Field Recordings
Field Recordings
Nov 26, 2020
Lake, Louga région, Senegal on 16th August 2019 – by Sami El-Enany
Play • 5 min
“A mind-frying congregation of vibrating exoskeletons, birds and mammals celebrating the gifts of rainfall around a newly formed lake in the Louga région of Senegal. These party animals were nowhere to […]
The Great Women Artists
The Great Women Artists
Katy Hessel
Rebecca VanDiver on Lois Mailou Jones
In episode 52 of The Great Women Artists Podcast, Katy Hessel interviews the renowned art historian Rebecca K. VanDiver on the trailblazing and legendary LOIS MAILOU JONES (1905–1998) !!!! [This episode is brought to you by Alighieri jewellery: www.alighieri.co.uk | use the code TGWA at checkout for 10% off!] Born in Boston, had her first exhibition aged 17, and found herself in the midst of the Harlem Renaissance in the 1920s, Lois Mailou Jones had an EXTENSIVE artistic career that spanned almost an entire century, and an oeuvre that ranged from traditional portraits, Haitian landscapes, to African-themed abstraction. Born to accomplished, upper-middle-class, professional parents in Boston, Jones spent her early years surrounded by the cultural elite on the island of Martha’s Vineyard, including sculptor Meta Warwick Fuller, a mentor to the young Jones and encouraging her to study in Paris. Continuously awarded scholarships to the School of the Museum of Fine Arts associated with the Boston Museum, the always highly determined Jones originally pursued textiles (however soon retracted after finding out that designers’ names weren’t recognised in the same as painters). An educator for nearly 50 years, she first got a job at PalmerMemorial School (which she would drive down to in her sports car, as well as coach basketball!), and in 1930 was personally recruited to teach at Howard University, the epicentre of Black intellectualism (her students included Elizabeth Catlett, and painter Alma Thomas was her neighbour in DC!). Spending many summers of the 1920s immersed in the Harlem Renaissance, between 1937–8 Jones ventured to Paris on sabbatical, where she adopted an impressionist-like style, painting ‘en plein air’. Like so many of her contemporaries of the Harlem Renaissance, Jones felt welcome as an artist in Paris. Developing her negotiations with African themes in her work, such as Les Fetiches, 1937, a small painting of African masks, it was on her return to America that she was encouraged by Harlem Renaissance gatekeeper, Alain Locke, to further embrace the everyday life of African American people. Honoured by numerous presidents, granted a Lois Mailou Jones Day AND Avenue in America, it wasn't until her elderly age that she took America by storm. And WOW. Has she had an impact on American art. ENJOY!!!! Rebecca K Vandiver is a RENOWNED scholar, and has just written a book on LMJ! See here: https://www.waterstones.com/book/designing-a-new-tradition/rebecca-vandiver//9780271086040 FURTHER LINKS! https://www.rebeccavandiver.com/ https://americanart.si.edu/artist/lo%C3%AFs-mailou-jones-5658 https://nmwa.org/art/artists/lois-mailou-jones/ https://hyperallergic.com/600201/lois-mailou-jones-an-artist-and-educator-who-made-history/ Follow us: Katy Hessel: @thegreatwomenartists / @katy.hessel Sound editing by Laura Hendry  Artwork by @thisisaliceskinner Music by Ben Wetherfield https://www.thegreatwomenartists.com/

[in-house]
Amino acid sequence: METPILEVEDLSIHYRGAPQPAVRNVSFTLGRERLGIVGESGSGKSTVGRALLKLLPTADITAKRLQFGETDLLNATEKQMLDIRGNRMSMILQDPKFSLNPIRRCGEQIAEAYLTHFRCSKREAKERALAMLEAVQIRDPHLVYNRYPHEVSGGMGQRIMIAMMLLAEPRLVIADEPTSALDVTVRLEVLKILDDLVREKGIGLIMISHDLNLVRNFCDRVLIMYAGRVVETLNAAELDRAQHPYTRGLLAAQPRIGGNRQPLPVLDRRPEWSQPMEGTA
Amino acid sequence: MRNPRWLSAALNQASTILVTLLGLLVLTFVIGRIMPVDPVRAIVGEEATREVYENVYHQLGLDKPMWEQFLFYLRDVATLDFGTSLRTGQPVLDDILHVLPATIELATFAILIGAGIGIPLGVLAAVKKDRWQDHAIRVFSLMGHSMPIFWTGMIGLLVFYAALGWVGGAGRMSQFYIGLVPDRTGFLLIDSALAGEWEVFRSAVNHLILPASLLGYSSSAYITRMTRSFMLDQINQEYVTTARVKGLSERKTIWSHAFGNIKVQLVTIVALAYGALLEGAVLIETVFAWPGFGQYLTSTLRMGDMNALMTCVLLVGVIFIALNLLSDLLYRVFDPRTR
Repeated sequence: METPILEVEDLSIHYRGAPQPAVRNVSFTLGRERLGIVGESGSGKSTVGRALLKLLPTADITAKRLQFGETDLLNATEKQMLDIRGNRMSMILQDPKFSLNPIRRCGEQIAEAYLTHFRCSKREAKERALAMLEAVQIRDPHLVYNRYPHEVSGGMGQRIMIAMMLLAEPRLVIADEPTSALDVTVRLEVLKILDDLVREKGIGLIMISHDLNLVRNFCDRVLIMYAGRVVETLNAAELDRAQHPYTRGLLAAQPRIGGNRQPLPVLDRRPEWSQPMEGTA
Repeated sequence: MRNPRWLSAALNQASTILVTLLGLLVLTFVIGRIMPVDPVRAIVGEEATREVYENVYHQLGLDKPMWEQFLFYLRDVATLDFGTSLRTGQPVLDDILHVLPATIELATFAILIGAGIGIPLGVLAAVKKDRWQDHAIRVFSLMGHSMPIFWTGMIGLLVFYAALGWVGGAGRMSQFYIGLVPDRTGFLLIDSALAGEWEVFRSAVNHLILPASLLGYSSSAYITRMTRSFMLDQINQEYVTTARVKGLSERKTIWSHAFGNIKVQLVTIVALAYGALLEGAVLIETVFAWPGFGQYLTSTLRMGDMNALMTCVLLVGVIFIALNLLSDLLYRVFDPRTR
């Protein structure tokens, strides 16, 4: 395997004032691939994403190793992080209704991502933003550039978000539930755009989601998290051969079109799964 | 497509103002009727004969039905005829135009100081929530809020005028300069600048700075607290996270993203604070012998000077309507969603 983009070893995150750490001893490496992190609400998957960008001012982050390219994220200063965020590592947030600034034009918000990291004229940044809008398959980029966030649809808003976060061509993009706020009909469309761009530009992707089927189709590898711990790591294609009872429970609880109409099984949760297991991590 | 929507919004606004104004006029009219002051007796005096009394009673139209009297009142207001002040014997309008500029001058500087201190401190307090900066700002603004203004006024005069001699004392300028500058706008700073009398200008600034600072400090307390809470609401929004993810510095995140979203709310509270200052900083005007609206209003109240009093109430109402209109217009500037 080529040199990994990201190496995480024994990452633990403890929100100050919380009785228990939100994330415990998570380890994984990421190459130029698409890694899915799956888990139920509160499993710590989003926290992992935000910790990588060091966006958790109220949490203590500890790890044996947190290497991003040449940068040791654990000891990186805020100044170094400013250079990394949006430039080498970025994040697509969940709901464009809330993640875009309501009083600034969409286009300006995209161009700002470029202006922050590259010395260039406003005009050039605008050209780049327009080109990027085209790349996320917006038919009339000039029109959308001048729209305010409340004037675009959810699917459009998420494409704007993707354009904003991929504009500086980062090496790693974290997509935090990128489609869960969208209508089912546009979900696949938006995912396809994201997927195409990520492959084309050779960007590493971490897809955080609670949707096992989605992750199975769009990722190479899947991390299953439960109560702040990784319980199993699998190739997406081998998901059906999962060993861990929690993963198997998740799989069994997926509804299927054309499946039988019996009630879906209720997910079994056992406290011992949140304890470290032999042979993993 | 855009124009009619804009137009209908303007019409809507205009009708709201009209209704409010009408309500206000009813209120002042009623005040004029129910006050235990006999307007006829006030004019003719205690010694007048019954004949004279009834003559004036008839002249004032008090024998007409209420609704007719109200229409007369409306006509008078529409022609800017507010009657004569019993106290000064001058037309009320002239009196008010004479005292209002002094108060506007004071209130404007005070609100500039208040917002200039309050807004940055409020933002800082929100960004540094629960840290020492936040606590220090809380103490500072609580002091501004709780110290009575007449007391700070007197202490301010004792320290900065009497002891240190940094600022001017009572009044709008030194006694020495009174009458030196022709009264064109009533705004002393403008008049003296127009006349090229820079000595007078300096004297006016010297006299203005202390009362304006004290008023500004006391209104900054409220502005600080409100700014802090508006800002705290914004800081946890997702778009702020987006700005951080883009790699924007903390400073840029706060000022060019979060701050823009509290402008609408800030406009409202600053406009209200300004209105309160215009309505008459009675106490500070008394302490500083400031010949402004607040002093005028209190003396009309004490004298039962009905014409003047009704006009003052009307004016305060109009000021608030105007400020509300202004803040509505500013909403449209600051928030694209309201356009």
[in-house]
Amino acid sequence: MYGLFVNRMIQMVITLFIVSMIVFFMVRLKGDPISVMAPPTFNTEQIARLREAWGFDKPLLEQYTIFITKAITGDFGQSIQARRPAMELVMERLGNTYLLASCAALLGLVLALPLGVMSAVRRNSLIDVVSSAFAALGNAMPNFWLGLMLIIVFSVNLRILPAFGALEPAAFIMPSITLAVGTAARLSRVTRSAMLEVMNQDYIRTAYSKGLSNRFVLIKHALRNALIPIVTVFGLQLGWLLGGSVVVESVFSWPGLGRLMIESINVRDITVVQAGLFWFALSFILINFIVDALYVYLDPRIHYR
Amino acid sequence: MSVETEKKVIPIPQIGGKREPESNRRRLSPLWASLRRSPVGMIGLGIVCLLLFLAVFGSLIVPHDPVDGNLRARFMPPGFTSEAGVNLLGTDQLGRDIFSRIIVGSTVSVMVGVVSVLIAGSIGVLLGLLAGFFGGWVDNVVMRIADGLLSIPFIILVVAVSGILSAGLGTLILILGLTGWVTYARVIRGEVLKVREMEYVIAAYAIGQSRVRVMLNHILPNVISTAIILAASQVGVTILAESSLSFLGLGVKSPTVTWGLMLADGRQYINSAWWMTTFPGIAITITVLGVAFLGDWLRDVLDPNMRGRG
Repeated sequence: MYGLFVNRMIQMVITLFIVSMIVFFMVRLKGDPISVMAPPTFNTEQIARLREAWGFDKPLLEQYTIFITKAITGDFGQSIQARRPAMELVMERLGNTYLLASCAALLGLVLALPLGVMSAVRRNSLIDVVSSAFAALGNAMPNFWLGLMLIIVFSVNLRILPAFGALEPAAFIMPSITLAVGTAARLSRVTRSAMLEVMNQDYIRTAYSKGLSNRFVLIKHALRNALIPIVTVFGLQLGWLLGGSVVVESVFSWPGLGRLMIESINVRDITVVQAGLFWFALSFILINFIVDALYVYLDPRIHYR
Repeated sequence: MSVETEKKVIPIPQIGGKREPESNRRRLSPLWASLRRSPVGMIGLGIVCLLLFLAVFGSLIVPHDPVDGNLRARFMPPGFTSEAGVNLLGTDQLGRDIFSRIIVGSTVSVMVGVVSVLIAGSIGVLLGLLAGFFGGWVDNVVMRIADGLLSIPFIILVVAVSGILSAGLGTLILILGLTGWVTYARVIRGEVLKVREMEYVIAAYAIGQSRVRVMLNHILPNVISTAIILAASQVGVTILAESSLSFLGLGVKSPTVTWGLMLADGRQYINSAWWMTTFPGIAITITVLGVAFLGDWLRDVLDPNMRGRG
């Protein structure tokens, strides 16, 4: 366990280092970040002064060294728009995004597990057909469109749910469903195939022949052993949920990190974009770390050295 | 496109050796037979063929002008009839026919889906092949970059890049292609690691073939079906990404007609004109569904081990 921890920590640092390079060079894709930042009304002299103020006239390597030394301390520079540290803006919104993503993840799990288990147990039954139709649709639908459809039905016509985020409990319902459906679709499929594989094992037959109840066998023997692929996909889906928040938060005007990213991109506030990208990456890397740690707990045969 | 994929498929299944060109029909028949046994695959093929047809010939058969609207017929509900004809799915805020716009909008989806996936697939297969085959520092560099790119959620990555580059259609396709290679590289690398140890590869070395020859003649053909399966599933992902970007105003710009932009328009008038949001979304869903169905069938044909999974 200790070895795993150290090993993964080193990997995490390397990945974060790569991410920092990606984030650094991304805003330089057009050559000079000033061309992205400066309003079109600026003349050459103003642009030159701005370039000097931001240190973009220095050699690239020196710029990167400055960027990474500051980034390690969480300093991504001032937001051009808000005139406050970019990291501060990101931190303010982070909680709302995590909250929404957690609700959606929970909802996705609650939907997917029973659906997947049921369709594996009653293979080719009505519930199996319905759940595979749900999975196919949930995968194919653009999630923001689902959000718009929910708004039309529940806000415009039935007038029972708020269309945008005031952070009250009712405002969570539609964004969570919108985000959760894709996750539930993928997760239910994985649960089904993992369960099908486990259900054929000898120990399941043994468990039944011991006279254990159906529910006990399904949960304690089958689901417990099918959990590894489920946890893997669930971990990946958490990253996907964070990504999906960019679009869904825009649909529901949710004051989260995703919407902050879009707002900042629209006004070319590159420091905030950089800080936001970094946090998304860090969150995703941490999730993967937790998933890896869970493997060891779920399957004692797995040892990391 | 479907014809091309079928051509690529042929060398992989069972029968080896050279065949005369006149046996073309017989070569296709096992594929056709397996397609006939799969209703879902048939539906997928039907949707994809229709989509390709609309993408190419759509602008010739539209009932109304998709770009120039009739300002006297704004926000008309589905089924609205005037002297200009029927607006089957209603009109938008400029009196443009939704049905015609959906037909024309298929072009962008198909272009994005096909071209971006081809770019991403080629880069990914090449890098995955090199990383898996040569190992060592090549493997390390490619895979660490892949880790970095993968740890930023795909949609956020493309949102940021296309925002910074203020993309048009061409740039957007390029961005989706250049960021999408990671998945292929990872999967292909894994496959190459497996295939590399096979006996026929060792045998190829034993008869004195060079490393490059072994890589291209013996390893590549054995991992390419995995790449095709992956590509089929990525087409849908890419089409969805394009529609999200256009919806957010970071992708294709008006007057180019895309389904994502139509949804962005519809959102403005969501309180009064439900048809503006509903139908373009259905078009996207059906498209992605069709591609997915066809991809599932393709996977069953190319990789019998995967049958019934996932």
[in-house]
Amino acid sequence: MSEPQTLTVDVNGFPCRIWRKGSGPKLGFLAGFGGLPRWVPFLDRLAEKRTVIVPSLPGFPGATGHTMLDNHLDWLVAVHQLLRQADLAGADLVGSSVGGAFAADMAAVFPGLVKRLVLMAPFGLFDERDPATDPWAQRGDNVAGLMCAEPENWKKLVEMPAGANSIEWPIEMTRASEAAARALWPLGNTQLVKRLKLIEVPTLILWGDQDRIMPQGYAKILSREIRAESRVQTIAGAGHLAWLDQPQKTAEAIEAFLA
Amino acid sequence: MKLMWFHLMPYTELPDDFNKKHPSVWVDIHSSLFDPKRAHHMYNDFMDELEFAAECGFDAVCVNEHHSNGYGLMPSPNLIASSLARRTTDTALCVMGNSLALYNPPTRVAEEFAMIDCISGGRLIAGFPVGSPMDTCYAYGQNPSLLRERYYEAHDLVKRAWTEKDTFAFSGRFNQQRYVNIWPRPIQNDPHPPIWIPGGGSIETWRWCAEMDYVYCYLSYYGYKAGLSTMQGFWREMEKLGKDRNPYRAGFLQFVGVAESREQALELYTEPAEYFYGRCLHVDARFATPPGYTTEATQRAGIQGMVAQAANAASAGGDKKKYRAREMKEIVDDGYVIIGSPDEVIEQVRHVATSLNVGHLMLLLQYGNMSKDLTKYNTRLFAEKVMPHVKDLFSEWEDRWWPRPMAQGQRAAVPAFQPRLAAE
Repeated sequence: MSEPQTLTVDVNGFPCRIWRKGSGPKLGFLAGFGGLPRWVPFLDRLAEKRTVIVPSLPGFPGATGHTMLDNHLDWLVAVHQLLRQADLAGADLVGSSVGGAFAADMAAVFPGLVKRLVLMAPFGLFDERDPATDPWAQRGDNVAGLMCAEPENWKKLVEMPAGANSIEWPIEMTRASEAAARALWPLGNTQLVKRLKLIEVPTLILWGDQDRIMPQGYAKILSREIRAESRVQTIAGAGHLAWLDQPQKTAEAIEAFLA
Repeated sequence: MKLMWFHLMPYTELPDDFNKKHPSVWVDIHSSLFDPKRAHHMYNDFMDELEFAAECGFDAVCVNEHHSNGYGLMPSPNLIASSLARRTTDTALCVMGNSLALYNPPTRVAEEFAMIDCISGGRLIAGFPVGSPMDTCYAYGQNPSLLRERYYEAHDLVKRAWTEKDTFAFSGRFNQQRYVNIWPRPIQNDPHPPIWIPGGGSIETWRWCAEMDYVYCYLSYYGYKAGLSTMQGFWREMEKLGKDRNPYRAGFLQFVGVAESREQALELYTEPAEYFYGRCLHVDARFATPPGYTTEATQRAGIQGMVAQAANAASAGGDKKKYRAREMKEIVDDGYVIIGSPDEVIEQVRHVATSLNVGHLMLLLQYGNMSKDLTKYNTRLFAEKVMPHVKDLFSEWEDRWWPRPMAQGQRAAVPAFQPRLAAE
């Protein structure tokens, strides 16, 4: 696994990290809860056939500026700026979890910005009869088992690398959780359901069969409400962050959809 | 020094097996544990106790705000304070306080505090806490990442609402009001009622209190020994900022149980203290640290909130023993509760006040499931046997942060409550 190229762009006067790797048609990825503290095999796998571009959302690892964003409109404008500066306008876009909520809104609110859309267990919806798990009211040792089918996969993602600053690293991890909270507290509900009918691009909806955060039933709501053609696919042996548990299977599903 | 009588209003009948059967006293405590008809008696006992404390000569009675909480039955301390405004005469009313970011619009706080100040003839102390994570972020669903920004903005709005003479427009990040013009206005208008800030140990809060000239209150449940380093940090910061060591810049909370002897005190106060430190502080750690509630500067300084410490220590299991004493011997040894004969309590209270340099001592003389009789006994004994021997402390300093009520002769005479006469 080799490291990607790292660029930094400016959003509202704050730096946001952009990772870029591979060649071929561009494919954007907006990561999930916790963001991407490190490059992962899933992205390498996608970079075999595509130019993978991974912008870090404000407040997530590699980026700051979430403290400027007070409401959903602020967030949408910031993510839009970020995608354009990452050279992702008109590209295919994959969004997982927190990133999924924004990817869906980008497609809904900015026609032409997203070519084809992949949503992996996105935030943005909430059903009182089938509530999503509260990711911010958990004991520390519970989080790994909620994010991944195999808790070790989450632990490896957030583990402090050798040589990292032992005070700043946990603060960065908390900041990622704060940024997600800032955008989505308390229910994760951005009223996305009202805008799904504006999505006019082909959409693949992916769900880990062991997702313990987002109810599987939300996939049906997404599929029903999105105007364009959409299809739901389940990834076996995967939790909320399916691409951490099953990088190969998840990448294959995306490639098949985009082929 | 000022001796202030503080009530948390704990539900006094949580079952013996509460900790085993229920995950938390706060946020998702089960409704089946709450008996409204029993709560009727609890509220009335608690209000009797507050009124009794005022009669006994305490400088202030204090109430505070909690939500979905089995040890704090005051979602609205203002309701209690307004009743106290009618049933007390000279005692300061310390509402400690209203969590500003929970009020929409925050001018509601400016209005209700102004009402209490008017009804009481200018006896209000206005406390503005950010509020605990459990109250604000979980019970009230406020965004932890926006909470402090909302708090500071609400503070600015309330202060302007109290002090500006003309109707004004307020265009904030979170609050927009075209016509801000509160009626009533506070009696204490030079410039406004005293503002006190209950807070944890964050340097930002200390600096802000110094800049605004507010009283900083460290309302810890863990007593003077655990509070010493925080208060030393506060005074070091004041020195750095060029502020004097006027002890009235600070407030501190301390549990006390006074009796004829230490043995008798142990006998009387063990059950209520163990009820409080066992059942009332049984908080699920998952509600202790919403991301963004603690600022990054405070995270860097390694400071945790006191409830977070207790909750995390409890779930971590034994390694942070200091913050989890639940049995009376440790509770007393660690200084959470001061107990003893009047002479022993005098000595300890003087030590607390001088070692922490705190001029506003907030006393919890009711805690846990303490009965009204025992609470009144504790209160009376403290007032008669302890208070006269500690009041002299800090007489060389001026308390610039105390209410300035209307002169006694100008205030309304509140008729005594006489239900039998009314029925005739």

51 min
The Anthill
The Anthill
The Conversation
Recovery part six – 2008 financial crisis and lessons for today
The 2008 financial crisis resulted in the worst global recession since the second world war. The collapse of US investment bank Lehman Brothers in September 2008 caused a meltdown of the global financial system. Money markets froze and there was a major credit crunch as the ability to borrow money suddenly dried up.  To stop contagion and make sure other major financial institutions didn’t collapse, governments stepped in to shore up the system by bailing out the banks. Anastasia Nesvetailova, professor of international political economy at City, University of London, explains what these bailouts involved and why they were so necessary.  Aidan Regan, associate professor at University College Dublin, tells us how the crisis spread across the eurozone and why some countries rebounded a lot more quickly than others. We also discuss how the austerity policies that many governments adopted following the 2008 financial crisis hampered economic growth.  And we explore how emerging markets such as Brazil and China were affected by the 2008 financial crisis. Carolina Alves, fellow in economics at the University of Cambridge, outlines how they were shielded from some elements of the crisis but also left vulnerable to the large reduction in finance that followed.  You can read more research into the 2008 financial crisis and what lessons we can learn from it for today's coronavirus recovery alongside other articles in our Recovery series, which accompany this podcast. This episode was produced by Gemma Ware and Annabel Bligh, with sound design by Eloise Stevens. The Anthill is a podcast from The Conversation UK. We’re an independent news media outlet that exists purely to take reliable, informed voices direct to a wide audience. If you’re able to to support our work, please consider donating via our website. Thanks to everyone who has already done so. See acast.com/privacy for privacy and opt-out information.
42 min
Baha'i Blogcast with Rainn Wilson
Baha'i Blogcast with Rainn Wilson
Baha'i Blogcast with Rainn Wilson
Episode 60: Nanabah Bulman